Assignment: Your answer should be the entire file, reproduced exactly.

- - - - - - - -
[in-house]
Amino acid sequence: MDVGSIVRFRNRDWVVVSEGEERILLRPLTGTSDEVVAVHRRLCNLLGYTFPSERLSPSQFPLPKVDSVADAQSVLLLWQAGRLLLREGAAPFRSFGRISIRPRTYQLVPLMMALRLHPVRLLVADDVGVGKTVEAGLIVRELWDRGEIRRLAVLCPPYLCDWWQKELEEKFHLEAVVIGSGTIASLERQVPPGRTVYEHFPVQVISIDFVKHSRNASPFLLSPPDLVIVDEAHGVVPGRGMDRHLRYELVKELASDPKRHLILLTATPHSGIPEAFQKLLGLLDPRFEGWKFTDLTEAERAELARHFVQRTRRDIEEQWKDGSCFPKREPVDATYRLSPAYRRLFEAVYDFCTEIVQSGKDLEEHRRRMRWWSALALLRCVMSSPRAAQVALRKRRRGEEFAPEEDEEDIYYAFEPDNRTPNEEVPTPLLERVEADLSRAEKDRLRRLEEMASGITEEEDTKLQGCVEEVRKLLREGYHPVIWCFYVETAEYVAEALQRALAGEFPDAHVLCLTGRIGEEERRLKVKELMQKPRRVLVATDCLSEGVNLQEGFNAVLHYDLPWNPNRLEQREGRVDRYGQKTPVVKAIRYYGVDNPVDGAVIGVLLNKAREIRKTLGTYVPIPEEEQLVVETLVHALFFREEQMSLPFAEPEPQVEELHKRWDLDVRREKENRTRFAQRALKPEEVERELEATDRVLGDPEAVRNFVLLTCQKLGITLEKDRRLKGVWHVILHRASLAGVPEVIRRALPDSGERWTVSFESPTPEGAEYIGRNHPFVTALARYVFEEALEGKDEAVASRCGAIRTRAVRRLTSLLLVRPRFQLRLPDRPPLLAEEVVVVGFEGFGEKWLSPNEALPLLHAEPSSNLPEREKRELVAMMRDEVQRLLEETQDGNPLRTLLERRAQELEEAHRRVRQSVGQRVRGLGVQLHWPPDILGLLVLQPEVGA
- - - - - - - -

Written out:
[in-house]
Amino acid sequence: MDVGSIVRFRNRDWVVVSEGEERILLRPLTGTSDEVVAVHRRLCNLLGYTFPSERLSPSQFPLPKVDSVADAQSVLLLWQAGRLLLREGAAPFRSFGRISIRPRTYQLVPLMMALRLHPVRLLVADDVGVGKTVEAGLIVRELWDRGEIRRLAVLCPPYLCDWWQKELEEKFHLEAVVIGSGTIASLERQVPPGRTVYEHFPVQVISIDFVKHSRNASPFLLSPPDLVIVDEAHGVVPGRGMDRHLRYELVKELASDPKRHLILLTATPHSGIPEAFQKLLGLLDPRFEGWKFTDLTEAERAELARHFVQRTRRDIEEQWKDGSCFPKREPVDATYRLSPAYRRLFEAVYDFCTEIVQSGKDLEEHRRRMRWWSALALLRCVMSSPRAAQVALRKRRRGEEFAPEEDEEDIYYAFEPDNRTPNEEVPTPLLERVEADLSRAEKDRLRRLEEMASGITEEEDTKLQGCVEEVRKLLREGYHPVIWCFYVETAEYVAEALQRALAGEFPDAHVLCLTGRIGEEERRLKVKELMQKPRRVLVATDCLSEGVNLQEGFNAVLHYDLPWNPNRLEQREGRVDRYGQKTPVVKAIRYYGVDNPVDGAVIGVLLNKAREIRKTLGTYVPIPEEEQLVVETLVHALFFREEQMSLPFAEPEPQVEELHKRWDLDVRREKENRTRFAQRALKPEEVERELEATDRVLGDPEAVRNFVLLTCQKLGITLEKDRRLKGVWHVILHRASLAGVPEVIRRALPDSGERWTVSFESPTPEGAEYIGRNHPFVTALARYVFEEALEGKDEAVASRCGAIRTRAVRRLTSLLLVRPRFQLRLPDRPPLLAEEVVVVGFEGFGEKWLSPNEALPLLHAEPSSNLPEREKRELVAMMRDEVQRLLEETQDGNPLRTLLERRAQELEEAHRRVRQSVGQRVRGLGVQLHWPPDILGLLVLQPEVGA